Client Profiling – What You Need to Know


View the September 14th Client Profiling via Google Drive

View the September 14th Client Profiling via Dropbox

  1. What format is best for client profiling?
  2. Who is responsible for instituting the client profile?
  3. What is essential to be included?
  4. Who are needed from the client company and the OHP to complete?
  5. How often do your e-evaluate the client profile?
  6. Who is ultimately responsible for the process?


Town Hall Overview:

—Here’s a draft for a blog post based on the script—

Title: Client Profiling: What You Need to Know

Client profiling is a crucial aspect of any business. Understanding who your customers are and what they need is key to making customer-focused decisions. In this blog post, we will delve into the topic of client profiling and explore what it entails. We will draw insights from a recent discussion on client profiling during the NAOHP Town Hall, featuring Donnelly Gardner and Keith Levin. So, let’s get started!

Chapter 1: The Importance of Client Profiling
In this chapter, we will highlight why client profiling is essential for businesses. By creating customer profiles that represent the typical users of a product or service, companies can align their decisions with customer needs. This helps prevent scope creep and ensures that decisions are based on objective data rather than personal opinions.

Chapter 2: Factors to Consider in Client Profiling
Client profiling can vary depending on the nature of the business and the services offered. It is crucial to consider factors such as the specific services provided, whether it is occupational medicine or workers’ comp, or a combination of both. Additionally, understanding the requirements of the company’s EMR system plays a vital role in developing an accurate client profile.

Chapter 3: Establishing Responsibility for Client Profiling
Determining who is responsible for instituting client profiling may vary based on the structure of the organization. If a sales function exists, the salesperson may take on this responsibility. However, in the absence of a designated salesperson, an operations person can handle client profiling. Collaboration with providers and clinical staff is also essential to ensure accurate information gathering.

Chapter 4: Key Elements of a Client Profile
This chapter focuses on the key components that should be included in a client profile. Starting with basic information like the client’s name, address, and contact details, it is crucial to identify the point of contact for specific services, such as workers’ comp or pre-placement exams. Additionally, understanding the workforce, including demographics, turnover rates, and skill levels, helps tailor services to the client’s needs.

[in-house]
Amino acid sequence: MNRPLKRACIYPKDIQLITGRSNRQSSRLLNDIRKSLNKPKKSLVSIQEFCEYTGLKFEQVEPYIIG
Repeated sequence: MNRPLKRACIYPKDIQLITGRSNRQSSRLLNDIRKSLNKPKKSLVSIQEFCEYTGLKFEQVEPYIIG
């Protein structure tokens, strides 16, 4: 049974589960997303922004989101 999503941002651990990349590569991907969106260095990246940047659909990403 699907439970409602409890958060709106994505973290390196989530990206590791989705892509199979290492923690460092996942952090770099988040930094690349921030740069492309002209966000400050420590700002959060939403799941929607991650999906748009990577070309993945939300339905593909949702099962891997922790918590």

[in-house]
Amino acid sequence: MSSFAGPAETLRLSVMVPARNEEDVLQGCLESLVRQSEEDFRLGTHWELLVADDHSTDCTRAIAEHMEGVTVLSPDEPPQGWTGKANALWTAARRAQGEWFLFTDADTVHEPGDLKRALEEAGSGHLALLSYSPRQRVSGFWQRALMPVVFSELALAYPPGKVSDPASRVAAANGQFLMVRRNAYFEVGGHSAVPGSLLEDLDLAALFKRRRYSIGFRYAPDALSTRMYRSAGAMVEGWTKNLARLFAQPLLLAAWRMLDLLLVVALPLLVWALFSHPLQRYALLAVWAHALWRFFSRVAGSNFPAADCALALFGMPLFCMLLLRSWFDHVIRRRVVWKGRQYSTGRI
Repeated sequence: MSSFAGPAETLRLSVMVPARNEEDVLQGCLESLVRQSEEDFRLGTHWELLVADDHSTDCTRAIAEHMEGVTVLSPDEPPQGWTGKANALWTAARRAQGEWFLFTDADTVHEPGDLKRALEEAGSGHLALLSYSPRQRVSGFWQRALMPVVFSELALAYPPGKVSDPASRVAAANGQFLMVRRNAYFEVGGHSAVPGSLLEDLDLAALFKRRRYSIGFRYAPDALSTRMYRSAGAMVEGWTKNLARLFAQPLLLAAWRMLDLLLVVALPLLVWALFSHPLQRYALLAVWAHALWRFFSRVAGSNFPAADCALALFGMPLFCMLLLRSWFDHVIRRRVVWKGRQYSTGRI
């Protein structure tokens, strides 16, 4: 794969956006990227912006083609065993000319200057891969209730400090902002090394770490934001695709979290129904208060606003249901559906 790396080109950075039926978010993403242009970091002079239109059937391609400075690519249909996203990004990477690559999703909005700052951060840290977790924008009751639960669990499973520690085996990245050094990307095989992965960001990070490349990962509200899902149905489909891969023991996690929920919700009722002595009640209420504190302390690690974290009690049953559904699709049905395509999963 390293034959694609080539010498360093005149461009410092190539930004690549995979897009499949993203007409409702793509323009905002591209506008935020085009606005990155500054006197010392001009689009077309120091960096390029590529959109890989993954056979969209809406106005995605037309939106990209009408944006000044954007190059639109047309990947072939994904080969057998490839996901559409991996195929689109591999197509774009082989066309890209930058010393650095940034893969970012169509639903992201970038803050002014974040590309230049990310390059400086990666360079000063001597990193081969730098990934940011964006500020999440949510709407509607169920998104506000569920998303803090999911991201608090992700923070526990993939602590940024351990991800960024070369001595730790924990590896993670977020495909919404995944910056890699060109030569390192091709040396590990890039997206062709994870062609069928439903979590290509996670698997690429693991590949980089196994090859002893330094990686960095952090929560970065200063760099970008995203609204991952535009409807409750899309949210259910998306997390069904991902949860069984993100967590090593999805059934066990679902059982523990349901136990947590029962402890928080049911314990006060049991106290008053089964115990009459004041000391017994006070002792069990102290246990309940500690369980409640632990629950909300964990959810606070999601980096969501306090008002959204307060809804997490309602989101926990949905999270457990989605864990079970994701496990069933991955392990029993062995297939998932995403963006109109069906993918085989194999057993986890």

Chapter 5: The Role of Insurance in Client Profiling
Insurance is a critical consideration in client profiling, especially when offering workers’ comp services. Understanding the state regulations and identifying the specific insurance providers involved helps ensure compliance and effective service delivery. Moreover, assessing whether the company is self-paying or utilizing a health insurance plan is crucial in establishing partnerships and providing comprehensive care.

Chapter 6: Evaluating OSHA Requirements and Exposures
Chapter six focuses on the significance of evaluating OSHA regulations and exposures specific to the client’s industry. Identifying the distinct requirements for different fields, such as construction or nursing homes, helps tailor occupational health services accordingly. Understanding potential exposures, such as chemical hazards or bloodborne pathogens, enables the implementation of appropriate safety protocols.

Chapter 7: Stakeholders in Client Profiling
In this chapter, we explore the importance of engaging with various stakeholders within the client’s organization. This includes HR personnel, safety directors, operations managers, and other key individuals who hold knowledge about the company’s operations and requirements. Building relationships with these stakeholders helps facilitate effective communication and a better understanding of the client’s needs.

Chapter 8: The Dynamic Nature of Client Profiles
Client profiles should be dynamic and regularly reevaluated. While yearly updates are recommended, setting up monthly touchpoints with new clients can help fine-tune service offerings and adapt to evolving needs. Involving the entire team in reviewing client profiles aids in knowledge sharing and ensures a comprehensive approach to client management.

Client profiling forms the foundation of successful customer-focused decision-making in any business. By understanding who your customers are, their needs, and the unique aspects of their industry, you can tailor your services to provide the best possible value. Regularly reevaluating and updating client profiles ensures that your business remains agile and responsive. Embrace client profiling as a strategic tool and watch your business thrive.


View Client Profile via Google Drive

View Client Profile via Dropbox

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